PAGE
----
There are three basic varieties of roses, and there are over 150 different species. That’s quite a collection of roses! We will break down the most popular types and give you things to think about before planting each one in this guide. The three basic groups of roses, as well as the several rose variations that fall into each category, are listed below.
1. Roses from an Old Garden
Old Garden Roses, also known as heritage, antique, or historic roses, are classic roses that date back to 1867. The Old Garden Roses are most recognized for one distinguishing feature: they only bloom once a year, in the summer. These varieties also feature a strong scent, a high petal count, and double-flower blooms, as well as a good resilience to illnesses and the cold. Old Garden Roses can be found in the following varieties:
Tea Roses: Tea Roses are repeat-flowering roses with a fragrance that is akin to Chinese black tea. Tea Roses have a distinct, classic, and delicate appearance that sets them apart from the rest of the Rosa genus. These different types of roses are used for different purposes either one is used for expressing emotion while the other is used for expressing cheerfulness.
Gallica Roses: Gallica Roses, which date back to the 12th century, are among the oldest garden roses. Gallica Roses come in a variety of colors, including pink, purple, red, and striped varieties.
2. Roses in a Modern Garden
Aside from that, Modern Garden Roses have larger blooms, less smell, and are more susceptible to disease. Here are some modern garden rose examples:
English Roses: After their British rose breeder, David Austin, English roses are from time to time referred to as David Austin Roses. His purpose became to expand roses that had been neither Modern Garden Roses nor Old Garden Roses, however alternatively a hybrid that mixed the finest characteristics of each. He invented English Roses, which have the same powerful aroma and elegant rosette form as Old Garden Roses.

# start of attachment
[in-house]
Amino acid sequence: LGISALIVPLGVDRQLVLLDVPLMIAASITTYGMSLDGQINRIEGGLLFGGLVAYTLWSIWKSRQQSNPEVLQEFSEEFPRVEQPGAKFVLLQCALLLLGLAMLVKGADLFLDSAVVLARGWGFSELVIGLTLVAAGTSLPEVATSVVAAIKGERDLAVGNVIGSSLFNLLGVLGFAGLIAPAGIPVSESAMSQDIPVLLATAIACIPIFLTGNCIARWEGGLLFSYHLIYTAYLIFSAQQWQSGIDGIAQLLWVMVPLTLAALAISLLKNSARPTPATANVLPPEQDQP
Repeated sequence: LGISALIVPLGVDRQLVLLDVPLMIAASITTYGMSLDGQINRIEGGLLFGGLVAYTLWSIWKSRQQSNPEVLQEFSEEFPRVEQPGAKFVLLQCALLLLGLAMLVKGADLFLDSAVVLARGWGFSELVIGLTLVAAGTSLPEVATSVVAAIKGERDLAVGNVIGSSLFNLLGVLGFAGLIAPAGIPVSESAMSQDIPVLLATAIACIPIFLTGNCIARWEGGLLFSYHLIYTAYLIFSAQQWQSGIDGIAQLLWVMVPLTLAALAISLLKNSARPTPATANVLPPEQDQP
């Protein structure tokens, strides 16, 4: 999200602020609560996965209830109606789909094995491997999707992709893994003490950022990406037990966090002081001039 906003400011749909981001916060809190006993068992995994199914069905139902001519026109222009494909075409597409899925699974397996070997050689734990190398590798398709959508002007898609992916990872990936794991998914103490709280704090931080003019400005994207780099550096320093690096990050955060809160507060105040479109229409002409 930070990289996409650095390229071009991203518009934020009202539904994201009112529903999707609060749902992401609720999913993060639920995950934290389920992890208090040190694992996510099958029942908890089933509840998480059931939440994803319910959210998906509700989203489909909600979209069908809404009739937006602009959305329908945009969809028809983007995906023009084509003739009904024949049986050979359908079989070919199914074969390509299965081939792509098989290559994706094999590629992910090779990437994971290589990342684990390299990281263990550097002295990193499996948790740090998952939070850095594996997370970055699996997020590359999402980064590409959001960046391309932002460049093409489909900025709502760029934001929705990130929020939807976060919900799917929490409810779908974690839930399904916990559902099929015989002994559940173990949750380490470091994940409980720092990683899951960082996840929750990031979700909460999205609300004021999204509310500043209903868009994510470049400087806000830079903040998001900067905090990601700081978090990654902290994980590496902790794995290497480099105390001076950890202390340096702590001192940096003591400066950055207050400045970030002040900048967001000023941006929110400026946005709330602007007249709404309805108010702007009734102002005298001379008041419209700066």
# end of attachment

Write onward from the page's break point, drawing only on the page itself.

Hybrids Tea Roses: The Hybrid Tea Rose is a tiny rose with big, pointed flowers that were created by crossing Old Garden Tea Roses with a hybrid everlasting rose. Hybrid Tea Roses feature a large number of flowers in a variety of colors. They also have tall, graceful stems that make great-cut flowers.
Climbing Roses: Climbing Large flowers occur on long, arching stems on roses. These stems climb and beautify walls, trellises, pergolas, and garden fences when trained. Rambling Roses, which have arching, trainable stems, are sometimes compared to Climbing Roses. Climbing Roses, on the other hand, flower at least twice during each growing season, unlike Rambling Roses, which only bloom once a year.
3. Wild Roses
Wild Roses, also known as Species Roses, are wildflowers that have not been altered by man. This variety does not require crossbreeding with other rose kinds or species, unlike current varieties. These have pink blooms with five petals and a solitary bloom. In rare situations, you might come across red, white, or yellow Wild Roses, with a yellow rose being incredibly rare.